Archbishop Lazar On The Parish As Family


Khouria Frederica Mathewes-Green has done the most wonderful interview with Archbishop Lazar Puhalo on the role of the parish in family life and how it can actually help to restore the traditional, supportive aspect of the extended family that has been lost in our time.   You can hear so clearly the wisdom and pastoral care that lies underneath Vladyka’s words.

Archbishop Lazar Puhalo, is a retired hierarch  of the Orthodox Church in America and the founder of the All Saints of North America Monastery in Dewdney, British Columbia.  He has had a long career as a prolific writer, theologian and speaker, but not always a quiet life.  Considerable controversy came out of his persistent disputations against the late Fr. Seraphim Rose’s teachings on the aerial toll houses, which he views as almost gnostic.  But that’s a discussion for another day.

Vladyka is a long ago convert to Orthodoxy, and has at various times been part of the  Russian Church Outside of Russia, and the vagante groups of the Milan Synod, the Free Serbian Church and one of the Ukrainian groups, before landing in retirement with the Orthodox Church in America.   Some strongly criticize his jurisdiction hopping, but it’s not my place to judge his pastoral history.  It’s enough for me to know that he is a godly man, he’s been found to be in good standing and accepted into communion with canonical Orthodoxy, and preaches the Gospel with passion and purpose.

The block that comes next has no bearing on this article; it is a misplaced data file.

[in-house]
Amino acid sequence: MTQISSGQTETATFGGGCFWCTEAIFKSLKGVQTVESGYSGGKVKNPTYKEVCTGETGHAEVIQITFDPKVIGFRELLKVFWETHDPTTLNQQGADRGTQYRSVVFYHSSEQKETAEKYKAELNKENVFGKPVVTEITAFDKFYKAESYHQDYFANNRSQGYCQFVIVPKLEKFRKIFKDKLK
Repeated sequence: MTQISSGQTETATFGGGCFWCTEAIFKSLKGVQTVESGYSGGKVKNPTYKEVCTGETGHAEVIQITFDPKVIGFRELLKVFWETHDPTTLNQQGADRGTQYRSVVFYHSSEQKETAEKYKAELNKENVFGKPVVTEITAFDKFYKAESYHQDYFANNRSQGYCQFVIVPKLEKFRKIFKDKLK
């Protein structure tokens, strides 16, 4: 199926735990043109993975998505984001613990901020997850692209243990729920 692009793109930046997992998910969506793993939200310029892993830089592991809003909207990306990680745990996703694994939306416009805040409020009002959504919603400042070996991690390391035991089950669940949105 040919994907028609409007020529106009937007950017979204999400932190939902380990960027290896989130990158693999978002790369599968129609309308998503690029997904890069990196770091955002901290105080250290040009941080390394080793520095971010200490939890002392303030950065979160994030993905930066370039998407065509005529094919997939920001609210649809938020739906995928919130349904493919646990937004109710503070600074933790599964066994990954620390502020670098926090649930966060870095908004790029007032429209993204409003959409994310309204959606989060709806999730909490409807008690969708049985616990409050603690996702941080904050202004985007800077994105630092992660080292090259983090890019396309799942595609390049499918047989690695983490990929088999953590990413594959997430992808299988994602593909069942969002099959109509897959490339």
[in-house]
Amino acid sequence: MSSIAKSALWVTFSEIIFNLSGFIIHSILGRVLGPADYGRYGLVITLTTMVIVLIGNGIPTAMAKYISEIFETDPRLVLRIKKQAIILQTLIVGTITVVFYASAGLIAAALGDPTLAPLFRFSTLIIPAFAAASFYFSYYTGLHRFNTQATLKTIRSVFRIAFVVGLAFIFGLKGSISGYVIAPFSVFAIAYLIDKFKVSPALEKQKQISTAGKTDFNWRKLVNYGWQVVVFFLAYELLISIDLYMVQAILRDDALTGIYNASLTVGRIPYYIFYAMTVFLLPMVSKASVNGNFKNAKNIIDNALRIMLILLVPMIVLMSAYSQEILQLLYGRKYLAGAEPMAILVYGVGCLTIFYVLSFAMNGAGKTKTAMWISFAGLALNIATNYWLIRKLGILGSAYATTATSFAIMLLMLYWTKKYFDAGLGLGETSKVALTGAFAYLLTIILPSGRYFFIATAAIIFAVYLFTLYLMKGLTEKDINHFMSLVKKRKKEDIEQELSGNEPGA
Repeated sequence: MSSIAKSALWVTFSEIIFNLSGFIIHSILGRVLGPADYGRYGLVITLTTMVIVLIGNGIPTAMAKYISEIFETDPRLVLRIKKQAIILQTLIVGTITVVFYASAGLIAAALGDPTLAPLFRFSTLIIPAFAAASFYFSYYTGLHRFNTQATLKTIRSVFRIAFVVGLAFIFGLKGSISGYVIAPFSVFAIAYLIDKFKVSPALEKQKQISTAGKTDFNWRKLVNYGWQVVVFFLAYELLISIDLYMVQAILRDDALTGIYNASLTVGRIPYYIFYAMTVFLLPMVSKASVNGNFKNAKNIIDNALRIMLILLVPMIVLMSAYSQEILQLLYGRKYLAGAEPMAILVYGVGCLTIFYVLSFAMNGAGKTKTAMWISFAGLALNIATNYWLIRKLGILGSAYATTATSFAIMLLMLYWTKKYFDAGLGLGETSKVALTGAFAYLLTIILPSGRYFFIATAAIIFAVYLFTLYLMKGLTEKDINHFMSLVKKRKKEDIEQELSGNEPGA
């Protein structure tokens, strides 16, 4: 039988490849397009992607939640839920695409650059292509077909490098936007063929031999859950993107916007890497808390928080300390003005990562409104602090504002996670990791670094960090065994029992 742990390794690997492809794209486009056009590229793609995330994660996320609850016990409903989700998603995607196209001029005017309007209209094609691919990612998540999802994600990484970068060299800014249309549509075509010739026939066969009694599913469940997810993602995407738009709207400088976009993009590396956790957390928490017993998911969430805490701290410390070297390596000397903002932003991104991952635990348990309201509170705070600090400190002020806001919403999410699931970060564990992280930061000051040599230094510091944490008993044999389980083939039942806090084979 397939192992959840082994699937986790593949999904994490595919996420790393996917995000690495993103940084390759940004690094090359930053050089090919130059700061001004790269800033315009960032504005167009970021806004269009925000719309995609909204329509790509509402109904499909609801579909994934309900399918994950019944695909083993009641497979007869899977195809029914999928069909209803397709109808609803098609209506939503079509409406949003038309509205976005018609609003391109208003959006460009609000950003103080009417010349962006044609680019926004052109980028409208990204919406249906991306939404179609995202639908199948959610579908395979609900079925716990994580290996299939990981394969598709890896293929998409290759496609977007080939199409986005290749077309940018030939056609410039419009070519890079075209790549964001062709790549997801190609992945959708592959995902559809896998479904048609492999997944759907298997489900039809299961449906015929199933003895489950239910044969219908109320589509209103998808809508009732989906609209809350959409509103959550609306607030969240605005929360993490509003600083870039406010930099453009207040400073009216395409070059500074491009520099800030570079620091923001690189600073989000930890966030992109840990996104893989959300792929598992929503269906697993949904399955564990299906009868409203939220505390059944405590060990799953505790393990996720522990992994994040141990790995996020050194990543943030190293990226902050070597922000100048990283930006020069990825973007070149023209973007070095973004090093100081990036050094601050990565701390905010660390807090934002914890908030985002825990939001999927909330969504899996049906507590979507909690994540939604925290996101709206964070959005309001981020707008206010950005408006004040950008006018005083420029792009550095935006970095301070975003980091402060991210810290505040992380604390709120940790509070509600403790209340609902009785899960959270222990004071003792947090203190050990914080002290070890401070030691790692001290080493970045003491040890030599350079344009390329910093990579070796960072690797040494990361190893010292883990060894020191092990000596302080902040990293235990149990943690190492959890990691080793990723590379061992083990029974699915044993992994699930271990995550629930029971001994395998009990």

I met Archbishop Puhalo once back in the mid-90’s when he was invited to San Antonio by a member of my parish.  During a gathering at someone’s home I spent a couple of hours eating dinner and listening to him talk about the spiritual life.  He never mentioned toll houses or anything that wasn’t traditionally Orthodox and canonical.  My impression to this day was of someone who was prayerful and kind, and a strong shepherd of Christ.  During that trip he went out to Junction, Texas, about 120 miles west of San Antonio on Interstate 10 to visit the family cemetery.  I believe he’d lived there for some time during his childhood and had family buried there.  I would love to read an autobiography of his life, especially his journey to Orthodoxy.